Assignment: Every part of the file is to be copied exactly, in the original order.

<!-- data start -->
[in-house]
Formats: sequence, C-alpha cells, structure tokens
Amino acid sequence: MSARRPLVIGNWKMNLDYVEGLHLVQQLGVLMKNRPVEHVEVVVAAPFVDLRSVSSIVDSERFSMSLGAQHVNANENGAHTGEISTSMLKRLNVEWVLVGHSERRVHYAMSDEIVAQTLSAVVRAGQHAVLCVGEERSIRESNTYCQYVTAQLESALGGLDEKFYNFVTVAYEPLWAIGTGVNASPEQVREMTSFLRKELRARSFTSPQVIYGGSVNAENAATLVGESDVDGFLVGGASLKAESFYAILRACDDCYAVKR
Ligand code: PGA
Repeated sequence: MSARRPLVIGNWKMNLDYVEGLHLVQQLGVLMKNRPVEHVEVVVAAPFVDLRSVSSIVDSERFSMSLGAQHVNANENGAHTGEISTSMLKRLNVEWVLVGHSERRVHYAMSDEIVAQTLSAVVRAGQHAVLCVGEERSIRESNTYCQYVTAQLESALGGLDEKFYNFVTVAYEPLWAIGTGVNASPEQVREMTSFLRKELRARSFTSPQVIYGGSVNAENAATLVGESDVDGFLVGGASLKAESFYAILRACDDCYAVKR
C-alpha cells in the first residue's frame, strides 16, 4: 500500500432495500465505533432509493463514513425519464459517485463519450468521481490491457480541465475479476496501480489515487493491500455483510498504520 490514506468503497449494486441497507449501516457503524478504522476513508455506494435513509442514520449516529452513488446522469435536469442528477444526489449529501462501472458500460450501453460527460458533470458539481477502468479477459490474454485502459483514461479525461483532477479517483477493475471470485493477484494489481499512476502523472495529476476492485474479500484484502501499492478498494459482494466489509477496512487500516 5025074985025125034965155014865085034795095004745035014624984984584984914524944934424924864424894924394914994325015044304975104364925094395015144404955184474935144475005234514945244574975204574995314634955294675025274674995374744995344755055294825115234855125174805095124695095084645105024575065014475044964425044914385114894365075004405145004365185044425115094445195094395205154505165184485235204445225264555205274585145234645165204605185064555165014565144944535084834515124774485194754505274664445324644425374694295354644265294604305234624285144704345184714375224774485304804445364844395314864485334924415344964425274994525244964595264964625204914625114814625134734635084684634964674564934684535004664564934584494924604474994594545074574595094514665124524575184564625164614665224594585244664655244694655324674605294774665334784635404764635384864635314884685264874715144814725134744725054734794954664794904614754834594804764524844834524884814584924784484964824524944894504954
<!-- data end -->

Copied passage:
[in-house]
Formats: sequence, C-alpha cells, structure tokens
Amino acid sequence: MSARRPLVIGNWKMNLDYVEGLHLVQQLGVLMKNRPVEHVEVVVAAPFVDLRSVSSIVDSERFSMSLGAQHVNANENGAHTGEISTSMLKRLNVEWVLVGHSERRVHYAMSDEIVAQTLSAVVRAGQHAVLCVGEERSIRESNTYCQYVTAQLESALGGLDEKFYNFVTVAYEPLWAIGTGVNASPEQVREMTSFLRKELRARSFTSPQVIYGGSVNAENAATLVGESDVDGFLVGGASLKAESFYAILRACDDCYAVKR
Ligand code: PGA
Repeated sequence: MSARRPLVIGNWKMNLDYVEGLHLVQQLGVLMKNRPVEHVEVVVAAPFVDLRSVSSIVDSERFSMSLGAQHVNANENGAHTGEISTSMLKRLNVEWVLVGHSERRVHYAMSDEIVAQTLSAVVRAGQHAVLCVGEERSIRESNTYCQYVTAQLESALGGLDEKFYNFVTVAYEPLWAIGTGVNASPEQVREMTSFLRKELRARSFTSPQVIYGGSVNAENAATLVGESDVDGFLVGGASLKAESFYAILRACDDCYAVKR
C-alpha cells in the first residue's frame, strides 16, 4: 500500500432495500465505533432509493463514513425519464459517485463519450468521481490491457480541465475479476496501480489515487493491500455483510498504520 490514506468503497449494486441497507449501516457503524478504522476513508455506494435513509442514520449516529452513488446522469435536469442528477444526489449529501462501472458500460450501453460527460458533470458539481477502468479477459490474454485502459483514461479525461483532477479517483477493475471470485493477484494489481499512476502523472495529476476492485474479500484484502501499492478498494459482494466489509477496512487500516 5025074985025125034965155014865085034795095004745035014624984984584984914524944934424924864424894924394914994325015044304975104364925094395015144404955184474935144475005234514945244574975204574995314634955294675025274674995374744995344755055294825115234855125174805095124695095084645105024575065014475044964425044914385114894365075004405145004365185044425115094445195094395205154505165184485235204445225264555205274585145234645165204605185064555165014565144944535084834515124774485194754505274664445324644425374694295354644265294604305234624285144704345184714375224774485304804445364844395314864485334924415344964425274994525244964595264964625204914625114814625134734635084684634964674564934684535004664564934584494924604474994594545074574595094514665124524575184564625164614665224594585244664655244694655324674605294774665334784635404764635384864635314884685264874715144814725134744725054734794954664794904614754834594804764524844834524884814584924784484964824524944894504954